Let’s start with the basics. Helicopters are designed to be operated close to the ground that is at or near sea level. If you don’t believe me, go spend a few hours with the pilot operating handbooks of any particular U.S. built helicopter.

While you are poring over the charts and tables, take a gander at the helicopter’s performance numbers when the temperature is above 90oF and 70% humidity. Add in a modest amount of altitude and a helicopter that could hover at maximum gross weight at sea level, can’t hover at all at 5,000.

Allow me to explain. As one goes higher in the atmosphere, the air gets thinner and there is less oxygen. If you every skied or hiked or walked around at 10,000, you’ll know what I mean.

Here’s how the lack of density or to use the aviation term, density altitude affects a helicopter. Heat and humidity make the air less dense which translates to less power and less lift. So, since the air thins as one gains altitude, by definition to get the same amount of liftat 5,000 or 10,000 feet a helicopter enjoys at sea level, requires more power. However, if you study the charts long enough, you’ll notice that very quickly altitude reduces helicopter ability to fly and more importantly, its ability to hover.

The helicopter pilot faces a double whammy in hot and high operations. His engines are generating less power and the rotor blades are creating less lift. Combine high temperatures and high altitude and very quickly, a very capable machine becomes a slug.

The solution is more blade area and lots of excess power. The two U.S. helicopters that seem to excel at high altitudes are the H-47 and the H-53E. Why, lots of blades – the twin rotor H-47 has six large blades and powerful engines. The H-53E has three engines and six blades. The 53E’s replacement, the H-53K will have bigger engines still and seven main rotor blades.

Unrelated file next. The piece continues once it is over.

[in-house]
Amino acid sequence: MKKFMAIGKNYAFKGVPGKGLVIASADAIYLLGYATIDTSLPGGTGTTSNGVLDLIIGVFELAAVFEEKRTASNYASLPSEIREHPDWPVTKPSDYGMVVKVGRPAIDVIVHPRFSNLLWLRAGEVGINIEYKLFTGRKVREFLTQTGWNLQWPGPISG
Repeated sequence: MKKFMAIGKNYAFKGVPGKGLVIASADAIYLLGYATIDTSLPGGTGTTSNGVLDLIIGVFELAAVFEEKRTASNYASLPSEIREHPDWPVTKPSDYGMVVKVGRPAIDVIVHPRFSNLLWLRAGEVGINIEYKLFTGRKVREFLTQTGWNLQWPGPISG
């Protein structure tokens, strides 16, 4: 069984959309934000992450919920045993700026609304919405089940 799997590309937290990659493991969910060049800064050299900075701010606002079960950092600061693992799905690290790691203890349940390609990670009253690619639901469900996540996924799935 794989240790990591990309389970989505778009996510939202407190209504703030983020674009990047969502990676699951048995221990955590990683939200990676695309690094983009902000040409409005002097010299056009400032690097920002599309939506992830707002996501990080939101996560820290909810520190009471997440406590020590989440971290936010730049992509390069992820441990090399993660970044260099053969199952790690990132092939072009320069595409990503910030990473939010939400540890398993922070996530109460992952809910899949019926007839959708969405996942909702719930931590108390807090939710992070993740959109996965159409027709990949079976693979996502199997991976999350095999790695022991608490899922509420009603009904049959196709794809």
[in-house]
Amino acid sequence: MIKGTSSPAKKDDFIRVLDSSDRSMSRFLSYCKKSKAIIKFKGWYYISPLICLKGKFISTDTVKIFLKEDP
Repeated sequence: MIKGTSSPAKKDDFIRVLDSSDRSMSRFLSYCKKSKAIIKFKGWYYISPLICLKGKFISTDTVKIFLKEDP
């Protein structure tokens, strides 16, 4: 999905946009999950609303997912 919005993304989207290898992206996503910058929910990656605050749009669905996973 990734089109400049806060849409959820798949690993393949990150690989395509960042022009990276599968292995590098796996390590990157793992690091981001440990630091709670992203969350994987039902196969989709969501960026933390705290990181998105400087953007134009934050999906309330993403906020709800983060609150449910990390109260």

I’ve flown the H-2C/D as high as 6,000 feet around the mountains of Vermont where there are several peaks that get close to 5,000 feet. At that altitude, the controls were becoming sloppy and we were limited to a maximum true airspeed of 90 knots.

The H-3 models I’ve flown (A/G/Ds) in the mountains as high as 9,000 feet, we were limited to 80 knots true air speed. The controls were really sloppy and hovering with much more than 1,000 pounds of fuel with two pilots and two air crewmen and a modicum of search and rescue load of equipment was out of the question. To pick someone up, we needed a clear field so we could do a rolling takeoff!

In the HH-60H, at 9,000 feet we could make 100 knots, but the controls were really sloppy. You could move the cyclic in a six inch circle and nothing happened. Like the H-3, hovering to pick someone up with more than half fuel could be a problem. Landing was preferred, particularly if there was some ground along which we could make a rolling take-off.

So, think about the guys flying in Afghanistan. They’re operating where it is hot during the summer and they’re flying at 12,000 – 14,000 feet all the time. They’re operating in a wartime environment dodging surface-to-air missiles, RPGs and bullets. This takes skill and practice flying the helicopter at the absolute limits of its performance envelope. My hat is off to these guys.

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